Amherst Undead: Emily Dickinson was a Vampire, Mammals, at the Space. How could poetry of such depth and darkness have come from a woman who spent most of her life in her father's house in the tiny town of Amherst, Massachusetts? If worldly experience was not her inspiration, what fueled the mind that explored love, death, and immortality so eloquently? Director-adaptor Bob Fisher offers a theory: Dickinson's metaphysical awakening was the result of sexual initiation by a vampiric headmistress.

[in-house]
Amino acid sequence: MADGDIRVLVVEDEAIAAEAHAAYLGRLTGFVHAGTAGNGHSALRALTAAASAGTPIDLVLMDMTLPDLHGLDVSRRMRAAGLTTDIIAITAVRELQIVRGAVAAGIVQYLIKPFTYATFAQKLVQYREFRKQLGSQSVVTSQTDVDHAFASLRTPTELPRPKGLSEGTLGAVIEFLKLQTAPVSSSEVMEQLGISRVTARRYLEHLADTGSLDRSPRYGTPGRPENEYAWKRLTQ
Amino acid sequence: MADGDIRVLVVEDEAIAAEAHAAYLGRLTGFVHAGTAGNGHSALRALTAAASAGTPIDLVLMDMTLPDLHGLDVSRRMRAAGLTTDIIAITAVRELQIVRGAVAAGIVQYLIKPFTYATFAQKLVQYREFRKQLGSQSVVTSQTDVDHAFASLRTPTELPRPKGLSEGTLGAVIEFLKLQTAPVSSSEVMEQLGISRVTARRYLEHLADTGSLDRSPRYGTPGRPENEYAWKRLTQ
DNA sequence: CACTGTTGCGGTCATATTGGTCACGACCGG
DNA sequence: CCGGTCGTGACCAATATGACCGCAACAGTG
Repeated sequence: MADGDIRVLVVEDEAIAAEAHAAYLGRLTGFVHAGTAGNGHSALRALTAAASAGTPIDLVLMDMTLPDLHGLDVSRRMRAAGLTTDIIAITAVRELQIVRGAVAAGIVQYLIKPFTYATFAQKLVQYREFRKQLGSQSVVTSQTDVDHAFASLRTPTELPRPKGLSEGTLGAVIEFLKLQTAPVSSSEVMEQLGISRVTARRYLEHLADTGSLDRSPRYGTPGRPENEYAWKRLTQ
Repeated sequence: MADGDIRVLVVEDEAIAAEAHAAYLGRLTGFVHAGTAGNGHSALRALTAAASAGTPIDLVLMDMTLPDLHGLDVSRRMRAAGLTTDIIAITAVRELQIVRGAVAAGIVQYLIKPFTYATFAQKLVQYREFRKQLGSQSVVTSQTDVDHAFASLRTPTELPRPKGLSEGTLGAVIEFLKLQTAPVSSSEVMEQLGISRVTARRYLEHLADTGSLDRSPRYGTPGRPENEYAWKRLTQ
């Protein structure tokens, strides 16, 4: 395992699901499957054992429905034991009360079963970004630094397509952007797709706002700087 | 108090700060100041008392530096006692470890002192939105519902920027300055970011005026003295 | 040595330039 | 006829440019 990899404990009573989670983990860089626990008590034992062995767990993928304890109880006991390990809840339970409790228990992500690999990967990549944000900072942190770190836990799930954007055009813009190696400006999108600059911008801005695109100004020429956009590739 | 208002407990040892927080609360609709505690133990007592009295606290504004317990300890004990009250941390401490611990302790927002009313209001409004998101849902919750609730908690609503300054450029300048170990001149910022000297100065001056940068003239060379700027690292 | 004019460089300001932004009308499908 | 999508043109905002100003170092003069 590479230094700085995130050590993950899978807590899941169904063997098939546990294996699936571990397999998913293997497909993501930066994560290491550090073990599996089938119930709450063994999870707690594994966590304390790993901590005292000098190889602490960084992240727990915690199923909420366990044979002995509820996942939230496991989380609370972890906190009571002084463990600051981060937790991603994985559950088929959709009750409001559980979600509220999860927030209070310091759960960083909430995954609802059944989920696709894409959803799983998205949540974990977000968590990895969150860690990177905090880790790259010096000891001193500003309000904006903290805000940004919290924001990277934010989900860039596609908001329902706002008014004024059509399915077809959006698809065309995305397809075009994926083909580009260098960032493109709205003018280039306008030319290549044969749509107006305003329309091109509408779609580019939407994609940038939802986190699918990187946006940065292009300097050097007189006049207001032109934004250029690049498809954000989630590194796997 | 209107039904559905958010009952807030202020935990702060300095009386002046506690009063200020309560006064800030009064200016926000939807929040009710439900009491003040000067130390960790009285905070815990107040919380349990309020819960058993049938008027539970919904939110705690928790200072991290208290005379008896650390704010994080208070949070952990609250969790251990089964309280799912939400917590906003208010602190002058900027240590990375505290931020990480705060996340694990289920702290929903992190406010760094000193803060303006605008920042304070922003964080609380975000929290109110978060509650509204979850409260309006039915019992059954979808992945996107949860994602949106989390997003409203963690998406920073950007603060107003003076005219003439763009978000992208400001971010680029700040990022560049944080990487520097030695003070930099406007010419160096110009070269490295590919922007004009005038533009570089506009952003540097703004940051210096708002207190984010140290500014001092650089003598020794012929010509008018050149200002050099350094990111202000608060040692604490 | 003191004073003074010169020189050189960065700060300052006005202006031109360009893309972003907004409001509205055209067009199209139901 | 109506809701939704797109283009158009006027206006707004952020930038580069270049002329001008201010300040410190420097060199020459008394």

What a dangerous, thrilling adaptation of Dickinson's poetry this might have been! Fisher could have created an allegory about a young woman struggling with sexuality and other primal forces against the backdrop of one of the last bastions of Puritanism, with vampires and ghosts symbolizing her inner conflicts. Instead, Dickinson's parents, siblings, and friends are grotesquely forced into a self-indulgent fantasy featuring a lot of fondling and blood spitting. Ignoring what little is known of Dickinson's character, Fisher creates a one-sided Bloodsucker Girl who could never be construed even as a convincing alter ego. The picture is completed by actors trembling and hissing with monotonous melodramatic intensity against a black backdrop to the plucked arpeggios of bad haunted-house music. If Dickinson is lurking in the undead realm, she should come out and bite Fisher in the ass for bastardizing her story and poetic gifts.